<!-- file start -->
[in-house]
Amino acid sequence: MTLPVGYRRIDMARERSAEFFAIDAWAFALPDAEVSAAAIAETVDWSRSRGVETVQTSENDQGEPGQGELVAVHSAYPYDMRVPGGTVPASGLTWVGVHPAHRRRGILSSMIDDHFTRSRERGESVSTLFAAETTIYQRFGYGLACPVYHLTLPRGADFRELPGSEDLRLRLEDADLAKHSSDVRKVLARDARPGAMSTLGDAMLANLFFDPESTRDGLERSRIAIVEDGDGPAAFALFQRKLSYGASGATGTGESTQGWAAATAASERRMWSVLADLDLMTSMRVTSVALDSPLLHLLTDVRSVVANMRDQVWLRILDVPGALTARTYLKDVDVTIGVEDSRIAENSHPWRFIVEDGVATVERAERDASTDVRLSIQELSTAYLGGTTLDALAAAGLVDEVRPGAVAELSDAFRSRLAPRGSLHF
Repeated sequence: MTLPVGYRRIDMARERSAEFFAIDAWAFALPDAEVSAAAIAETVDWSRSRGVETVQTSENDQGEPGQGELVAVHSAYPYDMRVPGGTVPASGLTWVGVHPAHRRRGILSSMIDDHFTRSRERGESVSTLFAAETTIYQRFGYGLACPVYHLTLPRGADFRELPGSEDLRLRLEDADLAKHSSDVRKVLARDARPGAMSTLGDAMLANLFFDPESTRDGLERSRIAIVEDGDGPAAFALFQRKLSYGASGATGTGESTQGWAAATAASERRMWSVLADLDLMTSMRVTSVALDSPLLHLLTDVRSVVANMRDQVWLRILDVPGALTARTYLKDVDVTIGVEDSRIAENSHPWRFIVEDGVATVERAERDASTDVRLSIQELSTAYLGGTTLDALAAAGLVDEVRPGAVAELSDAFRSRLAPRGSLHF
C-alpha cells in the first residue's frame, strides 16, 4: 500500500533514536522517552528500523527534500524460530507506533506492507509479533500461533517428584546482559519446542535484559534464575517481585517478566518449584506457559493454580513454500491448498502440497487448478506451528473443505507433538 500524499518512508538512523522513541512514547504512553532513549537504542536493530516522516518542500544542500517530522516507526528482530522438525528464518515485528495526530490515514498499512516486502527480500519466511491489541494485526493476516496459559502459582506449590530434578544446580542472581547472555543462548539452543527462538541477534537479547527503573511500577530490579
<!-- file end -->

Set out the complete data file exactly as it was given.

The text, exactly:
[in-house]
Amino acid sequence: MTLPVGYRRIDMARERSAEFFAIDAWAFALPDAEVSAAAIAETVDWSRSRGVETVQTSENDQGEPGQGELVAVHSAYPYDMRVPGGTVPASGLTWVGVHPAHRRRGILSSMIDDHFTRSRERGESVSTLFAAETTIYQRFGYGLACPVYHLTLPRGADFRELPGSEDLRLRLEDADLAKHSSDVRKVLARDARPGAMSTLGDAMLANLFFDPESTRDGLERSRIAIVEDGDGPAAFALFQRKLSYGASGATGTGESTQGWAAATAASERRMWSVLADLDLMTSMRVTSVALDSPLLHLLTDVRSVVANMRDQVWLRILDVPGALTARTYLKDVDVTIGVEDSRIAENSHPWRFIVEDGVATVERAERDASTDVRLSIQELSTAYLGGTTLDALAAAGLVDEVRPGAVAELSDAFRSRLAPRGSLHF
Repeated sequence: MTLPVGYRRIDMARERSAEFFAIDAWAFALPDAEVSAAAIAETVDWSRSRGVETVQTSENDQGEPGQGELVAVHSAYPYDMRVPGGTVPASGLTWVGVHPAHRRRGILSSMIDDHFTRSRERGESVSTLFAAETTIYQRFGYGLACPVYHLTLPRGADFRELPGSEDLRLRLEDADLAKHSSDVRKVLARDARPGAMSTLGDAMLANLFFDPESTRDGLERSRIAIVEDGDGPAAFALFQRKLSYGASGATGTGESTQGWAAATAASERRMWSVLADLDLMTSMRVTSVALDSPLLHLLTDVRSVVANMRDQVWLRILDVPGALTARTYLKDVDVTIGVEDSRIAENSHPWRFIVEDGVATVERAERDASTDVRLSIQELSTAYLGGTTLDALAAAGLVDEVRPGAVAELSDAFRSRLAPRGSLHF
C-alpha cells in the first residue's frame, strides 16, 4: 500500500533514536522517552528500523527534500524460530507506533506492507509479533500461533517428584546482559519446542535484559534464575517481585517478566518449584506457559493454580513454500491448498502440497487448478506451528473443505507433538 500524499518512508538512523522513541512514547504512553532513549537504542536493530516522516518542500544542500517530522516507526528482530522438525528464518515485528495526530490515514498499512516486502527480500519466511491489541494485526493476516496459559502459582506449590530434578544446580542472581547472555543462548539452543527462538541477534537479547527503573511500577530490579